I am on the plane yet again! We’re heading toward the fifth and final destination of our trip, but before I speak with you about Athens and Agra I would like to tell you about two things that happened to us when we were leaving Venice.
When we arrived at the Venice airport we were asked for our passports. I went to retrieve mine from my briefcase and to my horror it was not there. After frantically searching all of my bags and putting everyone around me into a panic, I found my passport — in my jacket pocket! This was the first time that I realized that the traveling was starting to get to me.
After my passport fiasco, we were just finishing up through customs when the Italian police approached our production manager David Naggiar. “Could you come with us sir?” they asked. “What’s wrong? What did I do?” he replied. “Just come with us sir,” and with that David was gone. It turned out that David had the same name as an Italian military man who had gone AWOL.
After finally convincing the Italian police that our David Naggiar was not their David Naggiar, we were off to Athens, Greece.
In Athens, we were the first American broadcast from the Acropolis. Unfortunately, it was once again raining, but the weather did not put a damper on the show or our spirits. Since our schedule was so tight, we left right after the show, and I was not able to see much of Athens — except for what I could see from my car window to the airport.
We arrived in Agra, India after a nine hour flight from Athens. We passed through customs at 6 a.m. and it was already 90 degrees F. The temperature continued to rise and by the time we had to go on air, it was 120 degrees F in the shade! Broadcasting live from the Taj Mahal was a monumental event. It was the first time ever that any television organization was allowed to do so. India’s 1887 telegraph law prohibits any foreign messages from leaving the country. NBC News’ Hong Kong Bureau Chief, Audrey Kolina had spent the last three months fighting the bureaucracy of the Indian government to get us to this point.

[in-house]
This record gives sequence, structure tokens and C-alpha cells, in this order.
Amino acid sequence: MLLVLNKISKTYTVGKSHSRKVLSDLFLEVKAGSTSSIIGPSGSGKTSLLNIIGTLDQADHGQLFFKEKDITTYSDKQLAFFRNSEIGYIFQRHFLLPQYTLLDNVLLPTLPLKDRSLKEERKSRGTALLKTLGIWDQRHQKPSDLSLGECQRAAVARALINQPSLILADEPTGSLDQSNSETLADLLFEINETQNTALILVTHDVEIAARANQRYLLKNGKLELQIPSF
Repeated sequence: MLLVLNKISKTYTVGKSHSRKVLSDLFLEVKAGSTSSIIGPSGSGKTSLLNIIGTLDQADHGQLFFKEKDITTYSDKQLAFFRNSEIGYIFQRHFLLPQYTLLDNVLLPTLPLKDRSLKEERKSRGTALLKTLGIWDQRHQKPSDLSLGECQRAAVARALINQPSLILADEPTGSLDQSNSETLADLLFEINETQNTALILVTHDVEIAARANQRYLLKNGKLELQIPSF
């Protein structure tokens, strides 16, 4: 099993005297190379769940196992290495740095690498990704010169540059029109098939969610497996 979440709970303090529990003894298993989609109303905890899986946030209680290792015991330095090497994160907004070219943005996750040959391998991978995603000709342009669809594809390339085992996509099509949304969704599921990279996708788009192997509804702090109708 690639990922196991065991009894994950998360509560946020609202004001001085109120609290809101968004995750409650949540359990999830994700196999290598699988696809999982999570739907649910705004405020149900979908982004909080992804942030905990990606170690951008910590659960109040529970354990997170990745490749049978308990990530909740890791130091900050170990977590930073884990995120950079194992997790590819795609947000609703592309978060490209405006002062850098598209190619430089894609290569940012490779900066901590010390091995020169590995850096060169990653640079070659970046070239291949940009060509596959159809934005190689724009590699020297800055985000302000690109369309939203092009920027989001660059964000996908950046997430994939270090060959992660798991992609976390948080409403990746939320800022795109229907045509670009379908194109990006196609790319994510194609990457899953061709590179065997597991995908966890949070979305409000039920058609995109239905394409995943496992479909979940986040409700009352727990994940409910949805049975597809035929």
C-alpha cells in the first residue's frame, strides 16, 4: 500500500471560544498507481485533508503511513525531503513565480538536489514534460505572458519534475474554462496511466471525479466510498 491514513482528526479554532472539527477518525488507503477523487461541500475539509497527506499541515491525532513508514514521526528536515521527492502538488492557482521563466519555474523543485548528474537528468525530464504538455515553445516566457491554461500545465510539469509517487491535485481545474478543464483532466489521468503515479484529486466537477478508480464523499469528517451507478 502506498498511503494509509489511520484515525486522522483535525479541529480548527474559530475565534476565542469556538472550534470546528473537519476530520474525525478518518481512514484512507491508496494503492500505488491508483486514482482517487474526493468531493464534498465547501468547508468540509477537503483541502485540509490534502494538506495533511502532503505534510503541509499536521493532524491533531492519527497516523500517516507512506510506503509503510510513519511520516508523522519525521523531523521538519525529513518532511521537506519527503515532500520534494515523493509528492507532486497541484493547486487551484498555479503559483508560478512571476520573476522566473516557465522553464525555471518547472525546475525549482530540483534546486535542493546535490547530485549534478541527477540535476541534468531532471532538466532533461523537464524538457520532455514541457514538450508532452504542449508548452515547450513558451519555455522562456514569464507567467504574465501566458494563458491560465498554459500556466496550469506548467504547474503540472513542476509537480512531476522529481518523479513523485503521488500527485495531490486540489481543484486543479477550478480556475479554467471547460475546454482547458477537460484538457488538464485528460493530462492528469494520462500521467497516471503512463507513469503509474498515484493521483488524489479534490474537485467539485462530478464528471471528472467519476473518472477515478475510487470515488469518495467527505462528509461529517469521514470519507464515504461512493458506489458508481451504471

The Taj Mahal is a breath-taking sight to see. However, for all of its majestic beauty, the poverty right outside its gates in Agra, is overwhelming.
We were only in Agra for twelve hours, but the images that I saw there will stay with me for a lifetime.
By the time you read this, you will know that my final destination is Sydney, Australia. I haven’t hit Sydney yet, but we did clear customs in Darwin, Australia. Never in all of my time traveling have I mest nicer Customs people. They made life a little easier for eight very tired people.
I am off for the last time! In all, we have been to five continents, we’ve spent more than 40 hours in the air, and traveled over 16,000 miles. During our longest day of the trip, today, we covered 6,000 miles. It was a brutal trip, but I am glad that I did it.
I was able to see places I have never seen, meet interesting people and travel with a terrific team. However, I don’t think that I will be doing this again any time soon.